Ahead of the Chuseok holidays, many Koreans expect cash, with companies offering bonuses to motivate employees and relatives exchanging money as gifts in the family reunion rituals.
This year, the three-day Chuseok holiday that kicks off Wednesday for three days is coming amid the COVID-19 outbreak, and the prolonged pandemic appears to be influencing ways to save or invest the holiday pocket money. But what to do with cash in times of ultralow interest is a big question.
Some financial consumers are becoming “interest rate nomads,” frequently changing banks to open savings accounts that offer higher interest rates.
The trend has come about as commercial banks have slashed their yields on savings and checking accounts to near zero, in line with the Bank of Korea’s rate cut to a record low of 0.5 percent in May, aimed at helping the local economy shake off the coronavirus gloom.
“Even savings banks lowered their deposit rates due to the central bank’s ultralow-rate policy. I was waiting for special savings opportunities offering higher rates that local lenders usually launch ahead of the Chuseok holiday in order to store the money I had saved and holiday bonus payments,” said Jo Jae-won, a 30-year-old office worker living in Seoul who frequently searches online for high-interest banking products.
Earlier this week, local savings banks, including SBI Savings Bank and OK Savings Banks, raised their interest on time deposits by as much as 0.2 percentage point in an effort to secure cash flow during the Chuseok holidays, exciting interest rate nomads, industry sources said.
The much-feared second wave of the COVID-19 outbreak has pushed some financial consumers to “penny-wise finance,” amid fears of a deepening economic slump, whereby people either save or earn small sums of money through various channels.
The mobile version of a piggy bank operated by Kakao Bank, an internet-only bank subsidiary of Kakao, saw an increase in the number of subscriptions one week before Chuseok. Branded as Coin Box, the savings product automatically collects and saves small change under 1,000 (86 cents) in Kakao Bank users’ deposit and savings accounts.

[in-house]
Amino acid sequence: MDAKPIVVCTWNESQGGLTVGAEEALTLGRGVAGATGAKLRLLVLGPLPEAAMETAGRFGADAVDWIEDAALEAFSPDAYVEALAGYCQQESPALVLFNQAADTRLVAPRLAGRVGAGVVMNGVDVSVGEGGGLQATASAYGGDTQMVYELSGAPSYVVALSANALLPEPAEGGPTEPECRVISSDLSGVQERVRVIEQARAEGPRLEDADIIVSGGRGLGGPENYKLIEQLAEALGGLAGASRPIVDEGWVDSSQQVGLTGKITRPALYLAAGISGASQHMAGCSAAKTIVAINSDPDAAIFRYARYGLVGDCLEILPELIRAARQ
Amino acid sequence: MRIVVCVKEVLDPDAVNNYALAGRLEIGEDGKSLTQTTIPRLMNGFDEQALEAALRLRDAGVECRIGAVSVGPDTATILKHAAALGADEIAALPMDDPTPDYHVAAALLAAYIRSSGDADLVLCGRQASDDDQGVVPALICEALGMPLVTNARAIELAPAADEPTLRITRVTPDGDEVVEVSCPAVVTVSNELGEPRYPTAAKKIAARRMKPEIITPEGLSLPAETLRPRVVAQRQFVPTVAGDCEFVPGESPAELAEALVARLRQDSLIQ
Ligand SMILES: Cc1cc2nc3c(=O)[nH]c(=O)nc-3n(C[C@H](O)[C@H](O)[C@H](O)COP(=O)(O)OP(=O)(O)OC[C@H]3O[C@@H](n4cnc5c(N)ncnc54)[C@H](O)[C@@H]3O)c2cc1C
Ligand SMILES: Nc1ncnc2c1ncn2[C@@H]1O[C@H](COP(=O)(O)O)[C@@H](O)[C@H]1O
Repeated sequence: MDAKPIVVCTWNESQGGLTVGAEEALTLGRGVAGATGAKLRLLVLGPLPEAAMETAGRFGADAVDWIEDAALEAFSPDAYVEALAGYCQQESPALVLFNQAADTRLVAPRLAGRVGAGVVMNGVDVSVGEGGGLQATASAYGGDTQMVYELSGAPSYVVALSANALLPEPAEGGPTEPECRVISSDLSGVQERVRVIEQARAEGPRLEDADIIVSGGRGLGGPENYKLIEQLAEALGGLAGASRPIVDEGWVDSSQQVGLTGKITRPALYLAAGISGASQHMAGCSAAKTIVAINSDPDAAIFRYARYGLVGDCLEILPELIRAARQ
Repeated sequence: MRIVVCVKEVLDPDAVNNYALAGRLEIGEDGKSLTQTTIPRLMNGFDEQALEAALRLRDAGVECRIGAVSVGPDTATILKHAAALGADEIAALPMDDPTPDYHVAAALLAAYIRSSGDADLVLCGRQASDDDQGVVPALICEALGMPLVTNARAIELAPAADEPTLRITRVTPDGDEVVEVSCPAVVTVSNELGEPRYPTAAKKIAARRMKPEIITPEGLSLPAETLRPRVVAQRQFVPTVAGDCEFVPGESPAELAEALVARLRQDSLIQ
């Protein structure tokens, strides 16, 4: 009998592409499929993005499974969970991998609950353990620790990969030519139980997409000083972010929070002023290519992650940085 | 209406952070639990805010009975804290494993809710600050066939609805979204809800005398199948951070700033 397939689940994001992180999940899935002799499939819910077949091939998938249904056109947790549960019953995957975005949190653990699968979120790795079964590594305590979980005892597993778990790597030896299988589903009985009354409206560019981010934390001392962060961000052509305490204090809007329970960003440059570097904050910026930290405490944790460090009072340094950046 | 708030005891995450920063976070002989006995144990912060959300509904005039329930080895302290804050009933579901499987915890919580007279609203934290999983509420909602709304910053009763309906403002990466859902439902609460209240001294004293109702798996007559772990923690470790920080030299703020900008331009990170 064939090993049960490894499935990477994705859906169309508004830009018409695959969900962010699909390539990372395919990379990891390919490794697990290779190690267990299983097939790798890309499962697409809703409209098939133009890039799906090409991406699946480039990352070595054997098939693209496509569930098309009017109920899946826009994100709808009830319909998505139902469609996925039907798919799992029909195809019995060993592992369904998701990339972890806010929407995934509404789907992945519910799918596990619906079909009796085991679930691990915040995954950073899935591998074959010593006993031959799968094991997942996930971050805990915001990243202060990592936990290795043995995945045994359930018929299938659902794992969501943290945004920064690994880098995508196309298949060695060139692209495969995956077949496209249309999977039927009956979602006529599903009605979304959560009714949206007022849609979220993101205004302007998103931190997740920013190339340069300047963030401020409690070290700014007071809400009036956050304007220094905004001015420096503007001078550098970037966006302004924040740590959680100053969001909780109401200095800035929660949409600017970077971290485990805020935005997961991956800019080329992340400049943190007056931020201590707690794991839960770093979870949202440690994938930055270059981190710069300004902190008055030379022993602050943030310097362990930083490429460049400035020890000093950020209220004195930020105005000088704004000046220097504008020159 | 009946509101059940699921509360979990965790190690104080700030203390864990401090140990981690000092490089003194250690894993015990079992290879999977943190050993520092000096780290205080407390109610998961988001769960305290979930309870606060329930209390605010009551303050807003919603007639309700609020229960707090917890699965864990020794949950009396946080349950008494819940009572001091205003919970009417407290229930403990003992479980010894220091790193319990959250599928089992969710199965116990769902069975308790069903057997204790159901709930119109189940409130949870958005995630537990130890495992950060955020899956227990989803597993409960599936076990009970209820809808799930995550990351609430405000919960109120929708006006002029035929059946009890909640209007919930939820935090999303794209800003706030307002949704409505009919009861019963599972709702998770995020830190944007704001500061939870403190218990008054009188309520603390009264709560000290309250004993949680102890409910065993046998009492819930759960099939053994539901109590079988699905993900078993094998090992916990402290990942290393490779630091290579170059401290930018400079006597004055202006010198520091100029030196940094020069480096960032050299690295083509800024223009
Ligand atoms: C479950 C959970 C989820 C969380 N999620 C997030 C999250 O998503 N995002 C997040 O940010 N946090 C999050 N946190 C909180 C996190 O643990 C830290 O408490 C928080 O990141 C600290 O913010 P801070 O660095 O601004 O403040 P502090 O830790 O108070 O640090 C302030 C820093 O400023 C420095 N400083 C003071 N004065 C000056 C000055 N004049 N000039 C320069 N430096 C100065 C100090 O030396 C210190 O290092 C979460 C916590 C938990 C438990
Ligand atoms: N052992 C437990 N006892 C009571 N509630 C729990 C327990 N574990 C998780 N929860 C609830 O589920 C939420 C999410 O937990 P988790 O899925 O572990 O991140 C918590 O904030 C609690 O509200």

“As of Thursday, the cumulative number of piggy bank accounts came to 2.71 million, which gained more than 14,000 from the previous week,” a Kakao Bank official said.
Chuseok gift sets are traded at Carrot Market, an online secondhand market in South Korea. (The Korea Herald)
For some, reselling of holiday packages has become a way to make a little extra money. Gift sets primarily from employers, including of Korean traditional sweets, red ginseng and canned ham, are continually updated at online flea markets like Junggonara and Carrot Market.
Meanwhile, the stock trading fever boosted by the COVID-19 pandemic will likely continue to gain steam during the holiday season, especially surrounding the “Seohak Ants,” a term referring to Korea’s retail investors who invest in foreign stock markets for higher returns.
“The average trading volume of foreign stocks during the two biggest Korean holidays -- Seollal, or the Lunar New Year, and Chuseok -- rose by nearly 30 percent each year since 2017, partly due to short-term cash inflow during holiday periods,” said an official at Shinhan Investment Corp.
Amid the ongoing low-rate environment, individual traders are increasingly turning their eyes from savings to overseas tech stocks, buoyed by the contactless movement to combat the COVID-19 outbreak, he added.
Responding to the Seohak Ants movement, major local brokerages, including Samsung Securities, Shinhan Investment, Korea Investment & Securities and Mirae Asset Daewoo, are slated to operate their international stock trading services 24 hours throughout the three-day Chuseok holiday.
“While the Korean securities markets stay closed during the Chuseok holiday, overseas bourse operators are in full swing for stock trading,” a Samsung Securities official said.
To help local investors with foreign stock investment, Samsung Securities is set to hold a web conference on promising stocks as well as analysts’ outlook for particular sectors and industries via its YouTube channel.
By Choi Jae-hee (firstname.lastname@example.org